Knowing may not be your traditional disaster movie, but it does center around trying to prevent the apocalypse. Despite the ending being panned by critics and movie-goers alike, the film has gained a cult following (thanks in no small part to the presence of Nicolas Cage).
Filming was completed in just three months and was also the movie debut of Liam Hemsworth. There is a cool tribute in the form of an elementary school named William Dawes. He was one of several people instrumental in warning American soldiers about the imminent arrival of the British in April 1775.
Also, in a creepy twist of events, the ending of the film is something scientists have been predicting for many years, but luckily for us, they believe that it would only happen in four billion years.
This film eerily reconstructs the volcanic eruption of Mount Vesuvius in AD 79 that led to the decimation of nearby Pompeii, leaving its residents buried in huge mounds of volcanic ash. To accurately depict the city, the director and his team LiDAR-scanned the streets and buildings. They then re-created a digital version of it by overlaying a computer-generated model over shots taken from a helicopter of the destroyed Pompeii. Scientists were impressed by this true-to-life recreation, especially the villas and the stones used for paving.
Director Paul Anderson wanted to bring across a clear message with this film that what happened then repeated itself in 1631 and killed 3,000 people and will likely happen again in the future. This is especially concerning considering that more than one million people still live in the vicinity of the volcano today.
3 Into the Storm
A firenado makes a terrifying appearance in Into the Storm, a found-footage film based on real-life events. In 1986, eight tornadoes hit Dallas County in Iowa over the span of an hour. This disaster forms the center of the film, which also features a 747 being lifted by a tornado.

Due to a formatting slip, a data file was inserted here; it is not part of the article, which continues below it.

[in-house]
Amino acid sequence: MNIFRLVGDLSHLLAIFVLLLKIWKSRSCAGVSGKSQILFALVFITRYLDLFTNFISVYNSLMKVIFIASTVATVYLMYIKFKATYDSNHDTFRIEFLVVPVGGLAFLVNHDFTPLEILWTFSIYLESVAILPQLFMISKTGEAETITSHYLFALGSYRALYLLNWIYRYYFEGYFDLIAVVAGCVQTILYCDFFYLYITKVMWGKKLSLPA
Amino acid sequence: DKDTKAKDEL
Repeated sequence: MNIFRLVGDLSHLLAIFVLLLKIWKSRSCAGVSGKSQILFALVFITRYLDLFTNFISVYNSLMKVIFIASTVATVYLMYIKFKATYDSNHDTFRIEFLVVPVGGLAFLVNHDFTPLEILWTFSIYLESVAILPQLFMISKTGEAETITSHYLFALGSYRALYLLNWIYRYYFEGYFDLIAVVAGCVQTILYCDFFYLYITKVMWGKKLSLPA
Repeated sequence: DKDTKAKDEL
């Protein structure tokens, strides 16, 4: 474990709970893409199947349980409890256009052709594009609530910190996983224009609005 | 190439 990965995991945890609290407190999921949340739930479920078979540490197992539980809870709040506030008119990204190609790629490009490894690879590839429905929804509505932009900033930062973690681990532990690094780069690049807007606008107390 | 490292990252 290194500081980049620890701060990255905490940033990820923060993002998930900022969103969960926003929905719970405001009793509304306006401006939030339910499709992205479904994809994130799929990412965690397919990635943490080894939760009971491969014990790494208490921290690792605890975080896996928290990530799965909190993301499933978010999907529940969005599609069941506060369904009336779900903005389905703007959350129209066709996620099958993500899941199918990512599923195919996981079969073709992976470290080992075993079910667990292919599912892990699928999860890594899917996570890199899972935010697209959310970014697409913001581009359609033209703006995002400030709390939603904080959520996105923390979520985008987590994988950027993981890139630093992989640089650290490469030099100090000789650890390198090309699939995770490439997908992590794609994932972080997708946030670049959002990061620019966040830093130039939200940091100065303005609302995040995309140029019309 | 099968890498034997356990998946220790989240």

There has been some debate around this scene, as some doubt that a tornado could do this in real life. However, since there isn’t a significant weight difference between an empty 747 and an average-sized locomotive and tornadoes have been known to pick up locomotives, it is plausible that it could lift a plane as well.
The film makes use of several actual news reports, including some from the F5 tornado that hit Moore, Oklahoma, in 2013 and the Joplin tornado from 2011. There is also a clever tribute to Twister in a scene that shows a statue of a cow being blown clean off a building and flying across the screen.
Filming was rough on the actors and actresses, and the extras on set would often break out in song to try and lift their spirits. One of their favorite tunes to belt out was “Come Sail Away” by Styx.
Back in the ’90s, Twisterbecame everyone’s favorite disaster flick. Sure, watching it now makes for some hilarity, but it is still a fun ride.
Helen Hunt and Bill Paxton, the leads of the film, found themselves sitting in the cab of the infamous red truck for hours on end with bright electric lamps shining down on them. To keep the illusion of a dark and stormy sky behind the truck, these lamps were made even brighter until they eventually temporarily blinded both of the actors. For days afterward, they had to wear special glasses and use eyedrops. Hunt and Paxton even had to get hepatitis shots after spending some time filming inside a dirty ditch.
Wakita, Oklahoma, found a prominent place in the film after a couple of movie scouts noticed the debris still left over in the town from a hailstorm in 1993. Residents were recruited as extras and were paid $100 each day they were on set.
A few months before the movie’s release in 1996, Wakita opened the Twister Museum which boasts a Dorothy I prop, and a Twister pinball machine donated by Bill Paxton.
Twister was also the first film commercially available on DVD in the U.S.
Moonfall was one of the most anticipated films of 2022. Whether it lived up to the hype is for individual viewers to decide.
What the movie has done, however, is cause speculation around whether the moon could, in fact, hit Earth should it be knocked out of orbit. Director, Roland Emmerich, confirmed that the Hollow Moon theory was a major inspiration for the film and that he’d read up on the theory in several books. He and his team also used planetary sciences simulators to depict what the moon careening toward Earth would look like. And they got it spot on, as the moon wouldn’t just cut a straight path for us but instead would get into an elliptical orbit that continuously gets smaller before an eventual impact.
For filming purposes, 135 different sets had to be constructed which were built on six different sound stages.